How to spot Virgo
The constellation can be seen in latitudes between +80° and -80°. If you draw a line from the Big Dipper (part of the Great Bear) to the star Arctur in the constellation of Bootes and extend it, you will reach the star Spica, the brightest star of the Virgo.
There are many different mythological versions of the constellation of Virgo, of which three are presented here.
In one narrative, the Virgin is Kore, the daughter of Zeus and the Goddess of Grain and Fertility Demeter. After a few years, Zeus impregnated his own daughter and then ignored her, so he didn’t care when Hades took Kore as his bride. The God of the underworld gave his unhappy wife the name Persephone, who was allowed to live in the realm of the dead half of the year and the other half on the surface of the earth.
According to a Roman writer, Virgo is Erigone, the daughter of Icarus. He was murdered by some shepherds after a misunderstanding in respect of a self-made wine. When the dog of the family led Erigone to the hidden corpse of her father, she took her own life. Zeus put her and the little dog of Icarus in the starry sky.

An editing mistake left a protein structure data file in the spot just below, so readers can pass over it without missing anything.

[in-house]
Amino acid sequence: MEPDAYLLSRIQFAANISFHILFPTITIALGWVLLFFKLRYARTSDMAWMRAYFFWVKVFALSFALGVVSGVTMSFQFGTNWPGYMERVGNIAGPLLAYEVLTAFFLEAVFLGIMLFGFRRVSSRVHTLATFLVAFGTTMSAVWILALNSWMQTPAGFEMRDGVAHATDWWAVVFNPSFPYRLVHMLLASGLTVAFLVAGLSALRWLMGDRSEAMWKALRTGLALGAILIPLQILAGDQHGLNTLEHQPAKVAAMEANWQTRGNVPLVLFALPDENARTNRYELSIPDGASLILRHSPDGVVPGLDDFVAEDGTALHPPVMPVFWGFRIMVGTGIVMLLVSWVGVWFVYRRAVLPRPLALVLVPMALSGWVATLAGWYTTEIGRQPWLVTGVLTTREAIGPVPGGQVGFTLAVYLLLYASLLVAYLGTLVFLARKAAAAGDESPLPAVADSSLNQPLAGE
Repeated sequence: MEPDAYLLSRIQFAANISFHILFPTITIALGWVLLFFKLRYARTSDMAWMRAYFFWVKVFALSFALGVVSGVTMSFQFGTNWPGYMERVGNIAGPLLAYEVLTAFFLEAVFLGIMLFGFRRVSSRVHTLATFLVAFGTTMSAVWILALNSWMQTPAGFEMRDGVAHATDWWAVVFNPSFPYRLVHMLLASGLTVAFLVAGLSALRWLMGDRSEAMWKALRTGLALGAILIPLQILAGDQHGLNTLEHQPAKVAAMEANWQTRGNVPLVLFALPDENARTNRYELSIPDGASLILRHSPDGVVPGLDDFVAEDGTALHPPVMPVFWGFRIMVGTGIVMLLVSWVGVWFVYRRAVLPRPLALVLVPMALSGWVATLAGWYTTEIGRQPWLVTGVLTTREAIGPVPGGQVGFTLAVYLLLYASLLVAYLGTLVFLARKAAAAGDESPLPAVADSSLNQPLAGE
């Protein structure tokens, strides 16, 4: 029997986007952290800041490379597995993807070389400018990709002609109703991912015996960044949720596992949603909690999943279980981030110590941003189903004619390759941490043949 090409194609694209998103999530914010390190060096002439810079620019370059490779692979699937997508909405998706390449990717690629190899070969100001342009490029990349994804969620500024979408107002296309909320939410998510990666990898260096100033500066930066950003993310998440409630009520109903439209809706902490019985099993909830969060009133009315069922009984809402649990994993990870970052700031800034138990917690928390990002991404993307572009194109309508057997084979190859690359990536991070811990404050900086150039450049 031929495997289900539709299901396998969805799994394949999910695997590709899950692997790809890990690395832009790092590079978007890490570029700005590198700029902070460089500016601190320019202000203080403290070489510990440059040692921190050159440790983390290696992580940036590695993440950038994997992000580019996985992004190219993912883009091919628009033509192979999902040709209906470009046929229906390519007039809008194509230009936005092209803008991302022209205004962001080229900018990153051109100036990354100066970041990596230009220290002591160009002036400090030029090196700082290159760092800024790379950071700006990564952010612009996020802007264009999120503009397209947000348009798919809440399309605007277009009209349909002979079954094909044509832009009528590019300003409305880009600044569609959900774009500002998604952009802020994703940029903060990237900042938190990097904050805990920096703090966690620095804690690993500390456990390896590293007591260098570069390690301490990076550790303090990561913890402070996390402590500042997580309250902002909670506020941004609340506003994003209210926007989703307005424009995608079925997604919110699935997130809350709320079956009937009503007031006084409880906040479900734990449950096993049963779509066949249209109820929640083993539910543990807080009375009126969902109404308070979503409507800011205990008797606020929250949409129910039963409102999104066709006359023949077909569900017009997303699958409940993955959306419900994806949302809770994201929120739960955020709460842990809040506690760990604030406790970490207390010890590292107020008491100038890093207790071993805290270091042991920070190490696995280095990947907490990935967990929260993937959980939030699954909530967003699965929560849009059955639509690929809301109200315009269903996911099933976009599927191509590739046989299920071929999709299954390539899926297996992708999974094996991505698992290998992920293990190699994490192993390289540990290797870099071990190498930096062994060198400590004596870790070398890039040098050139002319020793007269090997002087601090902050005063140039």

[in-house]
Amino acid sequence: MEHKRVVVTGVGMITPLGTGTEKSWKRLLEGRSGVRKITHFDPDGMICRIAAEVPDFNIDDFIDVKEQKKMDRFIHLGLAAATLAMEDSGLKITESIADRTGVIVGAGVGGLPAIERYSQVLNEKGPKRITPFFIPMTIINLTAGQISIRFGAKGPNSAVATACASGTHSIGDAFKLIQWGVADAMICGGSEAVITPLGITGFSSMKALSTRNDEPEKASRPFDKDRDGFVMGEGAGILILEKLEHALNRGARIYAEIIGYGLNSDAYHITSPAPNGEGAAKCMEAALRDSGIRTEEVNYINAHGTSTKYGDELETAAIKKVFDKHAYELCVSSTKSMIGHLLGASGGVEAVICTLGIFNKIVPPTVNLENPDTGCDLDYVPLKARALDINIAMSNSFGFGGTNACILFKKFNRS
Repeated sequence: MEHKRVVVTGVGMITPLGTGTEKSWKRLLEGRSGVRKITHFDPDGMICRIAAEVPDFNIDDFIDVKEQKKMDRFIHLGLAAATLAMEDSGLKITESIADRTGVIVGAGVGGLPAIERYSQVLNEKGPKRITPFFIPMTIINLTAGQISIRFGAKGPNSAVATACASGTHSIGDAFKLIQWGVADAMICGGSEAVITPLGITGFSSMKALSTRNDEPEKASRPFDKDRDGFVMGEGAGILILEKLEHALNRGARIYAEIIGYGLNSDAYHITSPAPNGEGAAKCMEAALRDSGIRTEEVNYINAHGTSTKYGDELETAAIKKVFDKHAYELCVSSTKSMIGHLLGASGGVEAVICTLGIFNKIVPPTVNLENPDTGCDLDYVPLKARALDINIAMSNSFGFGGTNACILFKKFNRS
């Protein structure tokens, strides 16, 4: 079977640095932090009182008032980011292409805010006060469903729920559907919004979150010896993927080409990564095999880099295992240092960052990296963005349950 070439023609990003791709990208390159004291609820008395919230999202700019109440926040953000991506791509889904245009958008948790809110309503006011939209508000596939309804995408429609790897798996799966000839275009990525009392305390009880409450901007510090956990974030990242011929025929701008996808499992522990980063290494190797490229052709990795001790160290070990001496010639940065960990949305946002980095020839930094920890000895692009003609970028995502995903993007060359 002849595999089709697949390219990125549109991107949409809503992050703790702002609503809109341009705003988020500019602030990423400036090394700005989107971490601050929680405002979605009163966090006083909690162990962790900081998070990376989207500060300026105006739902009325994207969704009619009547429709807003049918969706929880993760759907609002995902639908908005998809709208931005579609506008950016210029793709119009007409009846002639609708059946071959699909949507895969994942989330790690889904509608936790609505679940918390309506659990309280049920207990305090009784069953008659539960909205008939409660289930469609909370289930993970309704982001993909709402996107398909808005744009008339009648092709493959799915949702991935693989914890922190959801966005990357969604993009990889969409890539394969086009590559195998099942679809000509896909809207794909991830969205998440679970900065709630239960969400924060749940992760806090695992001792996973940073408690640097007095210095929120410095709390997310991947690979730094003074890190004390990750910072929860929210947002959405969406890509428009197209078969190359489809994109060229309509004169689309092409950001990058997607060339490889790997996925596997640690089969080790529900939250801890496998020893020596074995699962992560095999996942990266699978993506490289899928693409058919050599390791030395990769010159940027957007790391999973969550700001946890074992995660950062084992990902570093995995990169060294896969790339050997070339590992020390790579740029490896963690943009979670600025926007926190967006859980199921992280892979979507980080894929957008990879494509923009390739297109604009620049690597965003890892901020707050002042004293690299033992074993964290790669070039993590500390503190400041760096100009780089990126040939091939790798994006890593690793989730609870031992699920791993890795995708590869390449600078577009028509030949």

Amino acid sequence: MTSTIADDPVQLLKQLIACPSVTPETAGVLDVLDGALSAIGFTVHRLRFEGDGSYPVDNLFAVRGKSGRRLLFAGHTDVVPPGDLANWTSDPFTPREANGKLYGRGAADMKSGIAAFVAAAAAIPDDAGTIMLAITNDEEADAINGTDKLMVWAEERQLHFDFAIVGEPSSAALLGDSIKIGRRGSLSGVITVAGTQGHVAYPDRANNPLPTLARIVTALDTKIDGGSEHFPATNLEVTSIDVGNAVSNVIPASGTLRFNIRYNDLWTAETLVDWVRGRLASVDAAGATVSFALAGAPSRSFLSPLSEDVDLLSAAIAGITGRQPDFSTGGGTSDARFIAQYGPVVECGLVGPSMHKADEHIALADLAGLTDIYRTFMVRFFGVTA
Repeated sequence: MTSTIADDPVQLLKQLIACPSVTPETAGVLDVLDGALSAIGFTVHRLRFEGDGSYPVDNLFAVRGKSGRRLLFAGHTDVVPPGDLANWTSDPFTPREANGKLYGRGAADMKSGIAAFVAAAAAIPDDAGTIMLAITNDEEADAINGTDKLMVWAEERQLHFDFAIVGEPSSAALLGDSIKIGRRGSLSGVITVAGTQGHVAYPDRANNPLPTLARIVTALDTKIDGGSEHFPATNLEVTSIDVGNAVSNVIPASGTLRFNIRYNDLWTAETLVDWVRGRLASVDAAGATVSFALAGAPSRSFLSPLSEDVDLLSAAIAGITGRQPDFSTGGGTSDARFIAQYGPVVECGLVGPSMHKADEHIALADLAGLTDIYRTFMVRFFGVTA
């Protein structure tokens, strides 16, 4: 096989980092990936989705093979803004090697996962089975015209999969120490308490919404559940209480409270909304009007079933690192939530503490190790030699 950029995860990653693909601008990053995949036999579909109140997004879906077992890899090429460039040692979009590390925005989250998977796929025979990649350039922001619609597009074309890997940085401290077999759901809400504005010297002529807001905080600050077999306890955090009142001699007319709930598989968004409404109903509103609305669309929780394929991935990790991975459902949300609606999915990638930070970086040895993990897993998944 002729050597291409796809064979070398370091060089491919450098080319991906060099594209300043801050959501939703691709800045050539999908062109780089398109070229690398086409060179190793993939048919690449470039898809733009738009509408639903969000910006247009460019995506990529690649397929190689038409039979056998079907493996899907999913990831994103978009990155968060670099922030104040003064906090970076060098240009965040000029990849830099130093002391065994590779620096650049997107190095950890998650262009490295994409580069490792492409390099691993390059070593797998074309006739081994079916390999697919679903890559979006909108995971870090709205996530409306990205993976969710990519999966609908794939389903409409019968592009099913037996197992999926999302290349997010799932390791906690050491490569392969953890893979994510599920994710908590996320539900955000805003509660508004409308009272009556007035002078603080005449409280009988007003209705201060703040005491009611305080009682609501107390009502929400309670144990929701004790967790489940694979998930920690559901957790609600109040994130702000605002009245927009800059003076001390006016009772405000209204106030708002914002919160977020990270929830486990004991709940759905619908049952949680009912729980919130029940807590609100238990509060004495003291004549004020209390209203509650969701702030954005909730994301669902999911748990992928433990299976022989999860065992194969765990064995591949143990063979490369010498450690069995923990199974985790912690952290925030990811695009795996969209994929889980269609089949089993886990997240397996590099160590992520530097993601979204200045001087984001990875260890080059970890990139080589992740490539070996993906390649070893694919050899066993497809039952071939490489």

Other sources suggest that the Virgin in the sky is the Goddess Dike who lived on earth when there was still peace. As humanity began to fight, she fled first into the mountains and finally into the sky.
The oldest known mention of this constellation is found in Mesopotamia. At that time, the sun stood in the constellation of Libra at the beginning of the harvest season, so the brightest star of the constellation Virgo rose shortly before it. As it was a signal for farmers, in 2700 BC the constellation was named after the "furrow". Only around 700 BC, the Greek astronomers recognized the constellation of the Virgin.